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Are there airports that in general don’t allow VFR traffic and e.g. don’t even have a VFR chart published and just allow IFR traffic?

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  • $\begingroup$ I doubt it. London Heathrow technically does allow VFR traffic (although I doubt they have any). And if VFR is allowed at Heathrow, I don't think it is banned elsewhere. $\endgroup$ – J. Hougaard May 3 '18 at 8:49
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No.

Think about what you are asking.

Scenario:

You're a captain at the pointy end. All your instruments have failed. Maybe let's add in some extra emergency element for good measure.

You need to land at the nearest usable airfield using little more than the good old Mk1 Eyeball.

Your concept of an "IFR only" airfield can shout "IFR only" down the radio all they like until they are blue in the face. But in line with the rules of the air, the captain has the ultimate authority, if he's got clear VFR, he'll be landing there as he has no other options.

Keeping the spam-can brigade out of the way of busy airfields is not the job of airfield policy, its the job of airspace policy. And that works perfectly well.

Conclusion:

Even if they might be rarely used on a daily basis, having VFR procedures in place is important whether you are a major airfield or some grass strip.

That way, everyone knows what is expected of everyone else.

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    $\begingroup$ "All your instruments have failed." That is already a bona-fide emergency situation, likely even in VFR. No need to add anything extra; that plane needs to land, and the captain has likely declared an emergency well before reaching the airfield. It's bad enough if just one of your instruments have failed. Try, in mid-air, placarding your altimeter, airspeed indicator and variometer, and land on an unfamiliar airfield. Congratulations; about the only thing you lost was the pitot-static system. Now they aren't placarded, but doing something like spinning wildly all over the place. Good luck. $\endgroup$ – a CVn May 3 '18 at 10:58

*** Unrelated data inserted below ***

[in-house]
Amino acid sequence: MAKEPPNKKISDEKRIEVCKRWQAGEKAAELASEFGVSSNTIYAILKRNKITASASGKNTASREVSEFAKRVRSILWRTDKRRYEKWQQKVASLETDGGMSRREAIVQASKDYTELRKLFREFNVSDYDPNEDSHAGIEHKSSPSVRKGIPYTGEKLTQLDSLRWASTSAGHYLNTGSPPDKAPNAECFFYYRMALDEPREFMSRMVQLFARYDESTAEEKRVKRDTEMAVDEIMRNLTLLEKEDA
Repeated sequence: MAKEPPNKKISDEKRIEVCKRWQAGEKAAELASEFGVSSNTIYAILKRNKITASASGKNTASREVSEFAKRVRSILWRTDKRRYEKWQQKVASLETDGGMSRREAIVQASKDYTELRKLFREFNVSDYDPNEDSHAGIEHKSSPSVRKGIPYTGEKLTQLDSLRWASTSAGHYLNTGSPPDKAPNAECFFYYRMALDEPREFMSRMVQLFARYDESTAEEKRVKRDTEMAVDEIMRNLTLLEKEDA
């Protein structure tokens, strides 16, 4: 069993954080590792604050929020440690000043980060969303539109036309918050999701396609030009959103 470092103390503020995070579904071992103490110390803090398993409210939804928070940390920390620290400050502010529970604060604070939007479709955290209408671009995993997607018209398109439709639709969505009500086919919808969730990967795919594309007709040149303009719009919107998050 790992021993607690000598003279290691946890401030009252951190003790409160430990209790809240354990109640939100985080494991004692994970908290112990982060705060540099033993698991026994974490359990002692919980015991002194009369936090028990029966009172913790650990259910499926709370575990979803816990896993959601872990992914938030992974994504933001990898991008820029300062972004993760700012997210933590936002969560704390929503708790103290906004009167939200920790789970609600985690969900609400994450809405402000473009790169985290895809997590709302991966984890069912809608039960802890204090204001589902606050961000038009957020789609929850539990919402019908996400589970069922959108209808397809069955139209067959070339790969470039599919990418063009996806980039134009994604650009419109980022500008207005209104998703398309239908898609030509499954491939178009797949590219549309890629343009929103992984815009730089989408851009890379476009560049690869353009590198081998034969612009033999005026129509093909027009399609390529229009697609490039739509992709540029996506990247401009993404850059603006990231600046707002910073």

• $\begingroup$ My "scenario" was never meant to hold up to deep scrutiny, and indeed perhaps not the best example in this context, but the captain would still technically be landing VFR since he has nothing else. $\endgroup$ – Little Code May 3 '18 at 11:53
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    $\begingroup$ There are I think 7 or 8 Major US airports where you have to have an IFR reservation to land. Here is info on landing for DCA - Ronald Reagan National Airport and LGA - LaGuardia Airport for example fly.faa.gov/ecvrs And as noted, in an emergency ATC will step in & help. $\endgroup$ – CrossRoads May 3 '18 at 13:31
  • $\begingroup$ @CrossRoads I don't know about the US, but I did check my airport directory for Stockholm/Arlanda (ESSA) which is Sweden's largest airport. That lists prior permission required for all VFR traffic; slot assignment required; and in case of radio failure, to leave the airport's airspace and land on a different airport. So VFR is allowed, but they really don't want aircraft out of communication wedging themselves in between others. Göteborg/Landvetter ESGG, probably the #2 airport in Sweden by movements, appears much more relaxed in this regard, though I suspect they wouldn't be happy either. $\endgroup$ – a CVn May 3 '18 at 18:54

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